In this imaginative wandering we see the mind of the writer.

Wandering is not relentlessly optimistic, however. In the chapter ‘Rainy Weather’, for example, Hesse talks about “how meanly and maliciously the clouds hang on the mountains” leading him to feel:

“How stupid and comfortless everything is, everything that comes into my mind.”

These moods are discussed later when he refers to “the dark waves in my life, which I fear, come also with certain regularity.” It is this honesty, of course, which makes Hesse worth reading, the sense that we are being allowed access to his thoughts rather than a censored version recollected later.

Wandering is a slight collection of under a hundred pages – and many of these taken up with illustrations – but it is a tonic for our times, a hymn of praise for journeys with no purpose in our new utilitarian world.

“Home is neither here nor there. Home is within you, or home is nowhere at all.”


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8 Responses to “Wandering”

  1. kaggsysbookishramblings Says:

    We certainly couldn’t have foreseen things, could we Grant? The world is suddenly very different from 6 months ago, and also from 1920. I envy Hesse his wanderings – ambling through the country or travelling to the sea seem impossible dreams right now! I haven’t read this one for many a decade but it’s very appealing!

    • 1streading Says:

      It felt like a real contrast to present conditions, but at the same time it’s interesting to think of books from this time as a reaction to the First World War which must have presented a similar shock to Europe at the time.

  2. Amateur Reader (Tom) Says:

    That’s funny, I just finished Narcissus and Goldmund, which is also “a hymn of praise for journeys with ni purpose,” written a decade later. Or I guess the argument is for the purpose of the purposeless.

    Anyway, interesting to read about Hesse as proto-Goldmund.

    • 1streading Says:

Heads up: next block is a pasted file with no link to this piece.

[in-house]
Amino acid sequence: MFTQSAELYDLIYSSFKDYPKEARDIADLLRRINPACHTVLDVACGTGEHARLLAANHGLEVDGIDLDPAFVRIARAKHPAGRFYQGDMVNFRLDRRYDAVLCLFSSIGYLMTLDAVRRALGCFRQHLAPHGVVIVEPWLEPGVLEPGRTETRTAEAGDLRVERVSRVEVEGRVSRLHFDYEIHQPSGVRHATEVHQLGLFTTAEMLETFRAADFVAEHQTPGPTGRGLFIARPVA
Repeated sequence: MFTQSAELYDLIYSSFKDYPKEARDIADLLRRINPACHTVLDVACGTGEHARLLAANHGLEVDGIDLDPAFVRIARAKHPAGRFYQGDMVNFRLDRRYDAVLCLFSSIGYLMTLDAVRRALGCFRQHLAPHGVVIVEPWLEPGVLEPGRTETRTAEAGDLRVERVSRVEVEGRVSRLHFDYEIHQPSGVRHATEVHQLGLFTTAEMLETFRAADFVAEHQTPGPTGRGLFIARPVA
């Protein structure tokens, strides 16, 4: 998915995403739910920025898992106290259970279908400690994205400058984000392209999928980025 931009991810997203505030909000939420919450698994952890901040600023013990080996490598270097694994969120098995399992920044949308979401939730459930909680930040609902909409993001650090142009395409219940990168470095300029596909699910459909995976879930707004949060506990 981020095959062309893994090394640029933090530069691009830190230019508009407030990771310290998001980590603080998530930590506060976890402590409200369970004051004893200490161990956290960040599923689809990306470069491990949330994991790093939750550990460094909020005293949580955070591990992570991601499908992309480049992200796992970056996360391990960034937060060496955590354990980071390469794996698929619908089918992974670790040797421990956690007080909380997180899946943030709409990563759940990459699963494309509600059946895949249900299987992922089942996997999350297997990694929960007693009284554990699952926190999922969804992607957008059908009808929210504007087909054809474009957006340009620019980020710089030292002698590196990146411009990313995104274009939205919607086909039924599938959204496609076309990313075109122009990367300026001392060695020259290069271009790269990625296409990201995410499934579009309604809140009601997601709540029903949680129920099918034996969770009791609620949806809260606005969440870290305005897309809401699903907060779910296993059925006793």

An argument that only applied to a minority at the time, but was then adopted by a larger part of society in the 60s. I wonder if we are seeing the beginning of the end of the idea that travelling (as middle class people call going on holiday) is a good thing in itself?

      • Amateur Reader (Tom) Says:

        If the Spanish Flu or the Aisan Flu (1957) and the oh let’s say Black Plague did not kill the idea of travelling, this thing sure won’t. We have had pandemics before.

        The Goldmund character is almost a hippie. It was obvious by the real hippies of the 1960s got so much out of Hesse.

      • 1streading Says:

        I wasn’t thinking just of the pandemic, but of the climate emergency as well. But I suspect you’re right, nothing will change.

  3. JacquiWine Says:

    What better in the current lockdown that a little vicarious meandering in the company of a favourite author? It sounds like a strangely fitting read for the current times. I’m rather ashamed to say that I’ve never read Herman Hesse; but then again, I guess we all have our blind spots. 🙂

    • 1streading Says:

      I mainly read Hesse when I was much younger – I think that’s probably the best time to read him, though it would interesting for you to try him now just to see what you think.